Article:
Quantcast

Got Homework?

Connect with other students for help. It's a free community.

  • across
    MIT Grad Student
    Online now
  • laura*
    Helped 1,000 students
    Online now
  • Hero
    College Math Guru
    Online now

Here's the question you clicked on:

55 members online
  • 0 replying
  • 0 viewing

xEnOnn

Suppose there is a set of numbers: \(\{1,2,3,4,5\}\). I pick from the set of numbers 3 times. Each pick is independent. So there is replacement. Then, what is the probability of me getting a 1, a 3 and a 5? And, what is the probability of getting a 2, two 4s?

  • one year ago
  • one year ago

  • This Question is Closed
  1. myko
    Best Response
    You've already chosen the best response.
    Medals 0

    1/125 i would say

    • one year ago
  2. xEnOnn
    Best Response
    You've already chosen the best response.
    Medals 0

    This is for the first part or the second part of the question?

    • one year ago
  3. myko
    Best Response
    You've already chosen the best response.
    Medals 0

    same

    • one year ago
  4. myko
    Best Response
    You've already chosen the best response.
    Medals 0

    for bouth

    • one year ago
  5. xEnOnn
    Best Response
    You've already chosen the best response.
    Medals 0

    why would it be the same for the second one? There is a repeated number in there ie, two 4s.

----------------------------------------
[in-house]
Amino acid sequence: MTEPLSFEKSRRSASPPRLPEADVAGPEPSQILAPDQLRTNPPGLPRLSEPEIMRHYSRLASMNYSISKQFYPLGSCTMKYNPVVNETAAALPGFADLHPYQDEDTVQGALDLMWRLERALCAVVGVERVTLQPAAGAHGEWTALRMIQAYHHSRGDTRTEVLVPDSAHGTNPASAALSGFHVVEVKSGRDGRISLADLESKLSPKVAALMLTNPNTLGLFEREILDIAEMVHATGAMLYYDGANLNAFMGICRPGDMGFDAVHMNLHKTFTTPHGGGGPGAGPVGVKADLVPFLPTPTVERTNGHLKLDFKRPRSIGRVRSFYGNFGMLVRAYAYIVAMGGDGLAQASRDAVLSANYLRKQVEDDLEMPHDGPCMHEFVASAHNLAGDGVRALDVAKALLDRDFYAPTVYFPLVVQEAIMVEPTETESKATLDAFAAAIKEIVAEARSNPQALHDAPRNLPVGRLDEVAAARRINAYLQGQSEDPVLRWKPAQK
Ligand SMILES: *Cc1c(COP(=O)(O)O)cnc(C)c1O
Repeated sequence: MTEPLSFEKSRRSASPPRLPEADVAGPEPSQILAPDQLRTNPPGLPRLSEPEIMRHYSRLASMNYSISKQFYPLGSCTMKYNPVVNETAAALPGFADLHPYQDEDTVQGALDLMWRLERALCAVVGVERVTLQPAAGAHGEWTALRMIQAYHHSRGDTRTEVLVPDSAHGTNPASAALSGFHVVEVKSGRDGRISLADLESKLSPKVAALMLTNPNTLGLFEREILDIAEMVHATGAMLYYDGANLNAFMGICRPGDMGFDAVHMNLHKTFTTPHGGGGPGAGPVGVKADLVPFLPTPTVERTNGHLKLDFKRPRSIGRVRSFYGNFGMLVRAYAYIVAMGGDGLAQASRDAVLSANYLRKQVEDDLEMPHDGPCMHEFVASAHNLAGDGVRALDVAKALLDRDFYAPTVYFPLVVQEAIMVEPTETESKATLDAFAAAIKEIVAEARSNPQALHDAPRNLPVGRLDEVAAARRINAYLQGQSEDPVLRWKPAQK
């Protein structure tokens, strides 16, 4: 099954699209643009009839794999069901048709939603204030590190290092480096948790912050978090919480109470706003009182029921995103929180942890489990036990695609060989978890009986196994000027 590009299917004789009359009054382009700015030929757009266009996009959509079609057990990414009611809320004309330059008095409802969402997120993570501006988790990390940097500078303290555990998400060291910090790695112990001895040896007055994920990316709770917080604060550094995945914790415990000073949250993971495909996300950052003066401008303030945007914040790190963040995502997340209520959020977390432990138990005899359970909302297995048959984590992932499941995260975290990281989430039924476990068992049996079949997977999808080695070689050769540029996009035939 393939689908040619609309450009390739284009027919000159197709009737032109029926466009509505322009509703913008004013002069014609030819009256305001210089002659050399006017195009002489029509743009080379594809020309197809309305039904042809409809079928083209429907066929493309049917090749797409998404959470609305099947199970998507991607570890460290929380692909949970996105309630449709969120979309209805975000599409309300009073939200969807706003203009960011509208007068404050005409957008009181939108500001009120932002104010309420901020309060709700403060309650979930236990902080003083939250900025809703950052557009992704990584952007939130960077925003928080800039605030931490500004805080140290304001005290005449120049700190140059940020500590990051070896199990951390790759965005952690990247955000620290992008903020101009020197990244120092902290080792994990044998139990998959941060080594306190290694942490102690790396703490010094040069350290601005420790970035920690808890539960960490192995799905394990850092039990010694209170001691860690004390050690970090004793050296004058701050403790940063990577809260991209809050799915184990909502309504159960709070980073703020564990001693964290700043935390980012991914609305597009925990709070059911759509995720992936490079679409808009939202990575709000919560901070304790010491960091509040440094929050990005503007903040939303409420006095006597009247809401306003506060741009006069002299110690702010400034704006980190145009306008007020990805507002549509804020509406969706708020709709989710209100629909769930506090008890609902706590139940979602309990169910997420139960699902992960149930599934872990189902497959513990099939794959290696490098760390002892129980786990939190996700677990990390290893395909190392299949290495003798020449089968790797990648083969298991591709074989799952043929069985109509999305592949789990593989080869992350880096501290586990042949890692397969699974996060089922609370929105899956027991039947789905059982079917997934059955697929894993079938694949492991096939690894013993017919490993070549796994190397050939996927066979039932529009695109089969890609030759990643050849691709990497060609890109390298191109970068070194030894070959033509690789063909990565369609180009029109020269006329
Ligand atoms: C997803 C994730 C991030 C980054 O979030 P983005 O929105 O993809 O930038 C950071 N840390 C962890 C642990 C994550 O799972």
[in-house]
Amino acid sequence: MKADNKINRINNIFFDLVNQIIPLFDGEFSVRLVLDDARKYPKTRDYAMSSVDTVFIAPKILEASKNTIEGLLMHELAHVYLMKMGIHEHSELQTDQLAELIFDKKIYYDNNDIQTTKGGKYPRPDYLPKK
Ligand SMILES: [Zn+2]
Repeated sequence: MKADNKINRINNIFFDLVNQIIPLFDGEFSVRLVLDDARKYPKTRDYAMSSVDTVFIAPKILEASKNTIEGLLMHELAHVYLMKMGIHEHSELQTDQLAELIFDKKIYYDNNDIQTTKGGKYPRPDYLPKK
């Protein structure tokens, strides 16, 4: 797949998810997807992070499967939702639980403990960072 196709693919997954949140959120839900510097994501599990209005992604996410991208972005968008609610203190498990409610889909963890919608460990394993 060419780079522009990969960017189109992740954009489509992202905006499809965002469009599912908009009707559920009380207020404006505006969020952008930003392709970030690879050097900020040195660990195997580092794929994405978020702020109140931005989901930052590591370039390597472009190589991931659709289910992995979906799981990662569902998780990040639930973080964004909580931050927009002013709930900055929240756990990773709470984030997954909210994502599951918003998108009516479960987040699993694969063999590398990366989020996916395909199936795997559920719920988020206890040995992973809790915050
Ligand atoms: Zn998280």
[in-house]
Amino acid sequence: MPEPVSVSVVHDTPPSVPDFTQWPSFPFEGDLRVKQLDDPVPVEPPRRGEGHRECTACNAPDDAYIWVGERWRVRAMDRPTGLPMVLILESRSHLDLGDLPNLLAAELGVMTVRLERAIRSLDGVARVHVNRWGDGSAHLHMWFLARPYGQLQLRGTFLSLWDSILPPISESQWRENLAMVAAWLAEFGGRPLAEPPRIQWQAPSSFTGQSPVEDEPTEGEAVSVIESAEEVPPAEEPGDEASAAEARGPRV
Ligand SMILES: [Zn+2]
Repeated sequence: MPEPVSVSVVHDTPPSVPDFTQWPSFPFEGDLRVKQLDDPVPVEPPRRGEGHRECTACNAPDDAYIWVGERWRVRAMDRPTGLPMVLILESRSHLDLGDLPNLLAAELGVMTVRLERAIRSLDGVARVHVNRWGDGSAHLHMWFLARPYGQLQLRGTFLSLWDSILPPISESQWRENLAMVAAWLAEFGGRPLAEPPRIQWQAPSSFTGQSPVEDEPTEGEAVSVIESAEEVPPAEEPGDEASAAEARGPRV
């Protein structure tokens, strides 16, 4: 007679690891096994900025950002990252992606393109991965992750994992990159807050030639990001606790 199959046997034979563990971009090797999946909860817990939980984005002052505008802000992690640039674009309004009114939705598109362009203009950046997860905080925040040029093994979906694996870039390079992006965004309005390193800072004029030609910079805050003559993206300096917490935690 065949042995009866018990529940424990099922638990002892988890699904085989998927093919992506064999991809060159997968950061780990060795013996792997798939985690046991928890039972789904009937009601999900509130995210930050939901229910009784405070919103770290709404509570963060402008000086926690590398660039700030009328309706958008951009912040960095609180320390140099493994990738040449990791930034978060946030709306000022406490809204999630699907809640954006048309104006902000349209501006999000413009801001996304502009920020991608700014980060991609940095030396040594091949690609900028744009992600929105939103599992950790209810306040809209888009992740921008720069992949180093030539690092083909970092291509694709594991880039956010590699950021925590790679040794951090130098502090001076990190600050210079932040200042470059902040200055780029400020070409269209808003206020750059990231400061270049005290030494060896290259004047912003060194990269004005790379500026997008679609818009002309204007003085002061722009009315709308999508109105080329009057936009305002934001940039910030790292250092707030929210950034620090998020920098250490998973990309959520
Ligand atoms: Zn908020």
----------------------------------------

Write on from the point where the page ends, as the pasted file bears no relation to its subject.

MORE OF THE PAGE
• one year ago
  6. myko
    Best Response
    You've already chosen the best response.
    Medals 0

    but there is a replacement. So it doesn't mater....

    • one year ago
  7. xEnOnn
    Best Response
    You've already chosen the best response.
    Medals 0

    Actually, I was thinking why wouldn't it be \(\frac{6}{125}\) for the first part, and \(\frac{3}{125}\) for the second part?

    • one year ago
  8. Zarkon
    Best Response
    You've already chosen the best response.
    Medals 1

    you should let people know if the order that you pick then numbers matters.

    • one year ago
  9. xEnOnn
    Best Response
    You've already chosen the best response.
    Medals 0

    @Zarkon I think the orders do matter in this case since it is a combination because I just need to get a 1, a 3, and a 5. Similarly for the other combination of 2,4,4.

    • one year ago
  10. Zarkon
    Best Response
    You've already chosen the best response.
    Medals 1

    if the order matter than myko's answer is correct. If the order does not matter then you are correct. whether the order matters or not depends on what the problem is asking for. to me, it sounds like the order does not matter...though the problem could have been written better

    • one year ago
  11. xEnOnn
    Best Response
    You've already chosen the best response.
    Medals 0

    oh yea you are right that the order does not matter. I said it wrongly in my previous comment. Thanks for the help! :)

    • one year ago
    • Attachments:

See more questions >>>

Your question is ready. Sign up for free to start getting answers.

spraguer (Moderator)
5 → View Detailed Profile

is replying to Can someone tell me what button the professor is hitting...

23

  • Teamwork 19 Teammate
  • Problem Solving 19 Hero
  • You have blocked this person.
  • ✔ You're a fan Checking fan status...

Thanks for being so helpful in mathematics. If you are getting quality help, make sure you spread the word about OpenStudy.

This is the testimonial you wrote.
You haven't written a testimonial for Owlfred.